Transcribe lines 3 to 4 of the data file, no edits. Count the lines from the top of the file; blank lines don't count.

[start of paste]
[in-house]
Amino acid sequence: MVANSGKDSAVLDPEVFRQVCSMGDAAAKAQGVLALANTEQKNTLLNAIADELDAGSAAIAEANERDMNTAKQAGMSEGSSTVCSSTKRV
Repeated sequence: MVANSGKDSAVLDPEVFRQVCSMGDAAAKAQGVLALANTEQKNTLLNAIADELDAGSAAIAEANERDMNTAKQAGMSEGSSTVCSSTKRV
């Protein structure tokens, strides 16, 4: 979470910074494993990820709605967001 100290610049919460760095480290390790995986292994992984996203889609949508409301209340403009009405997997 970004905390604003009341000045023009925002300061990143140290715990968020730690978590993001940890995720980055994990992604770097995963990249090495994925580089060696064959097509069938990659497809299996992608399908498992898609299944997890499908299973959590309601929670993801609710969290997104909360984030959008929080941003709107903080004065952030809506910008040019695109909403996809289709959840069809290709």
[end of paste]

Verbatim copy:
Repeated sequence: MVANSGKDSAVLDPEVFRQVCSMGDAAAKAQGVLALANTEQKNTLLNAIADELDAGSAAIAEANERDMNTAKQAGMSEGSSTVCSSTKRV
């Protein structure tokens, strides 16, 4: 979470910074494993990820709605967001 100290610049919460760095480290390790995986292994992984996203889609949508409301209340403009009405997997 970004905390604003009341000045023009925002300061990143140290715990968020730690978590993001940890995720980055994990992604770097995963990249090495994925580089060696064959097509069938990659497809299996992608399908498992898609299944997890499908299973959590309601929670993801609710969290997104909360984030959008929080941003709107903080004065952030809506910008040019695109909403996809289709959840069809290709």